The dust has settled on the first half of the 6th season (or season 32 or 33?) on Doctor Who and the reaction from the fan community has been mixed. Some of us felt the half-season was a mistake, while a large portion of fans were absolutely delighted with the big twist at the end of “A Good Man Goes to War.” All in all I’m inclined to agree with Emily Asher-Perrin insofar as the half-season of Doctor Who lacked some of the old-school adventure of previous seasons. But taking it one step further, as much as I enjoyed the new Who season week-to-week, it felt less and less like science fiction and more like a bunch of confusing Doctor Who stuff.
But elsewhere in the Who universe, spin-off Torchwood is gearing up for a comeback, and in my opinion, will probably deliver in ways Doctor Who didn’t. In short, it will be more cohesive and satisfying than the recent offering from the show that sired it.
Consistency was the biggest problem in this most recent season of Doctor Who. While the Moffat two-parter at the beginning of the season was spectacular, the third episode was absolutely stale. And yes, while the Gaiman episode was fun and self-referential to a lot of Doctor Who material, it brought yet another tonal sensibility to a very short and crowed set of stories. Imagine reading a short story collection with one story written by Ernest Hemingway, another by Anne Rice, one by Conan Doyle and then another unknown writer comes in at the end of the collection and tries to reconcile all of the events and characters into a cohesive theme. While entertaining, it’s kind of a mess.
While Torchwood: Miracle Day will have numerous scribes, including Jane Espenson, Russell T. Davies will still helm the entire enterprise. More importantly, it will be telling one story, focusing on one science fictional premise and seeing that premise through to some sort of conclusion. The best Torchwood episodes succeeded at feeling big by being small. Compared with some of the universe-ending problems the Doctor has faced over the years, the whole Children of Earth stuff is small potatoes. But for us, it was made to feel like a really big deal. Miracle Day looks poised to do something similar. It’s asking a basic science fiction question: what if everyone stopped dying? What would happen? And then over the course of ten episodes, we’ll get to see all of this play out. We know Davies is capable of this kind of thing, because he did it with Children of Earth.
By all accounts, Children of Earth surprised everyone in terms of its ratings. And though this is a pretty blithe assertion, I think it has something to do with the quality of the writing. Further, despite the fact that it was an ongoing story, Children of Earth wasn’t confusing. Even if you missed the first episode, or even the second episode, the basic premise would help you understand what was going on. Even if you didn’t understand Captain Jack, or Torchwood, you’d be able to infer a lot of what was going on.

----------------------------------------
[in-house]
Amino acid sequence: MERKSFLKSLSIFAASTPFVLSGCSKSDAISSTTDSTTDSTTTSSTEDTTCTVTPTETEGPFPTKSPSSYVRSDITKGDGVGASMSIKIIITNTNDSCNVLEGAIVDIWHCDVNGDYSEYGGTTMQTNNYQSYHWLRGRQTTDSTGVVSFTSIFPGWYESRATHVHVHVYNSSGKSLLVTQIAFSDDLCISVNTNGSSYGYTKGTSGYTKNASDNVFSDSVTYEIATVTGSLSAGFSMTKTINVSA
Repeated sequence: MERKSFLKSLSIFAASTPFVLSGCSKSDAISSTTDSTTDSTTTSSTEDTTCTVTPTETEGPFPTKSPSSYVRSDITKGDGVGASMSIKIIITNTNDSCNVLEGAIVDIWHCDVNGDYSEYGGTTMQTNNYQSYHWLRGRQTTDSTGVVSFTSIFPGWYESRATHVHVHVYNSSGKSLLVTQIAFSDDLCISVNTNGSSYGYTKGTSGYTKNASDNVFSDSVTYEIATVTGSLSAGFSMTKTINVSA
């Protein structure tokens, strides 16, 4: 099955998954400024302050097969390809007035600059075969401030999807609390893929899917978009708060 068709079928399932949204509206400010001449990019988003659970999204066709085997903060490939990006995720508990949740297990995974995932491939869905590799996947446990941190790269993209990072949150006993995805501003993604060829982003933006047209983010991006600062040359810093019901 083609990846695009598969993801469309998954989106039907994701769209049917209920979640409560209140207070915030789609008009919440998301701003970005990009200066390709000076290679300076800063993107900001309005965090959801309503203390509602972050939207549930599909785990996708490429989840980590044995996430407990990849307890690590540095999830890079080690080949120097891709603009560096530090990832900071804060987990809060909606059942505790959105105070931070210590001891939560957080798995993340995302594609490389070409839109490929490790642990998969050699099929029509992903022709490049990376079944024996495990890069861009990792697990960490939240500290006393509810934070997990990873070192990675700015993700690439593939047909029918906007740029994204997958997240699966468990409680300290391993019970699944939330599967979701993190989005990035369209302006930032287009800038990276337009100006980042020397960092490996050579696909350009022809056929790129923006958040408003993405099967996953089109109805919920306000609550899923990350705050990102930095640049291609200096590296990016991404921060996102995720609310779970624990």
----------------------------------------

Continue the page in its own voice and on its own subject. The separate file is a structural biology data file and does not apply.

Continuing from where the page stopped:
And despite all of its charm, this isn’t really possible on Doctor Who right now. It’s so convoluted and confusing, that even hardcore fans aren’t exactly sure what’s going on, who’s flesh and who isn’t or who the hell the Headless Monks are. But why should fans care if something is confusing or not? Why should we be interested in the Torchwood team playing second fiddle to an easy-to-understand storyline? Well, sometimes simple stories are just simple, other times they’re elegant. Children of Earth was just that. A story that rewarded fans of the Whoinverse and Torchwood in specific, but also was a great science fiction event in its own right. As much as I loved “The Doctor’s Wife” it would mean absolutely nothing to anyone who wasn’t a fan. And the best sci-fi on TV should always be able to do a little bit of both.
The themes of Miracle Day are also promising. The notion of death and mortality are central to much of science fiction. As I’ve pointed out recently, Gary Shteyngart explores this theme in Super Sad True Love Story and everything from Mary Shelley on has had preoccupation with death and the science fictional ways death can be challenged. Captain Jack is a great character in this regard, even more tragically immortal than a vampire or Macleod from Highlander. He doesn’t really have a purpose like vampires or highlanders; he doesn’t need to drink blood or chop heads off. He’s an accidental immortal, a whoops of the universe. So, he had to come up with his own purpose, his own ethical code. This is far more human and relatable than a mythical immortal. It also puts him in a cool position for this specific conflict, with an entire Earth becoming like Captain Jack. Already we can imagine the ways in which our little brains will meditate on these ideas.
Science fiction is always fun when it’s about the big ideas being experienced by relatable characters. I’d argue Gwen is more relatable and interesting than a lot of science fiction characters on television. Jack meanwhile is flawed, strange and charming. Drop these people into a gritty science fictional conflict on Earth and I think you’ve got something far more compelling than Headless Monks and fake-out babies made of goo.
Of course, I could be wrong, and Miracle Day could be a mess. But personally, I suspect Torchwood is getting better with age. What do you think?
Ryan Britt is a staff writer for Tor.com. Despite his extreme stances, he likes ALL of this stuff.